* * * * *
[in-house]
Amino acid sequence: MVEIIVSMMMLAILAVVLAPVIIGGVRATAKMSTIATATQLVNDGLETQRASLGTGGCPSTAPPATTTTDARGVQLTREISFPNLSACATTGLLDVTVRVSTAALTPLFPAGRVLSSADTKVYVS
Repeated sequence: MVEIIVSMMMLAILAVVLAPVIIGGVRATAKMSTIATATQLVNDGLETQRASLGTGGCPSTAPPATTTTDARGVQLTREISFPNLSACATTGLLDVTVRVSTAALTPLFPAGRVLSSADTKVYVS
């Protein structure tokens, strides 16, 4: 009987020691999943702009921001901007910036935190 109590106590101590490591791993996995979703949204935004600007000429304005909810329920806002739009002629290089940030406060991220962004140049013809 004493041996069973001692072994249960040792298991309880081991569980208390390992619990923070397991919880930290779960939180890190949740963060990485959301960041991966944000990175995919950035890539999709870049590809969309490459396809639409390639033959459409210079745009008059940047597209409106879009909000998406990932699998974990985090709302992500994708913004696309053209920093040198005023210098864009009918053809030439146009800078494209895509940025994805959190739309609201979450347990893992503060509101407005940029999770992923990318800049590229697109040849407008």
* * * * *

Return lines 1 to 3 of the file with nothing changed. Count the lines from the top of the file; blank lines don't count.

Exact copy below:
[in-house]
Amino acid sequence: MVEIIVSMMMLAILAVVLAPVIIGGVRATAKMSTIATATQLVNDGLETQRASLGTGGCPSTAPPATTTTDARGVQLTREISFPNLSACATTGLLDVTVRVSTAALTPLFPAGRVLSSADTKVYVS
Repeated sequence: MVEIIVSMMMLAILAVVLAPVIIGGVRATAKMSTIATATQLVNDGLETQRASLGTGGCPSTAPPATTTTDARGVQLTREISFPNLSACATTGLLDVTVRVSTAALTPLFPAGRVLSSADTKVYVS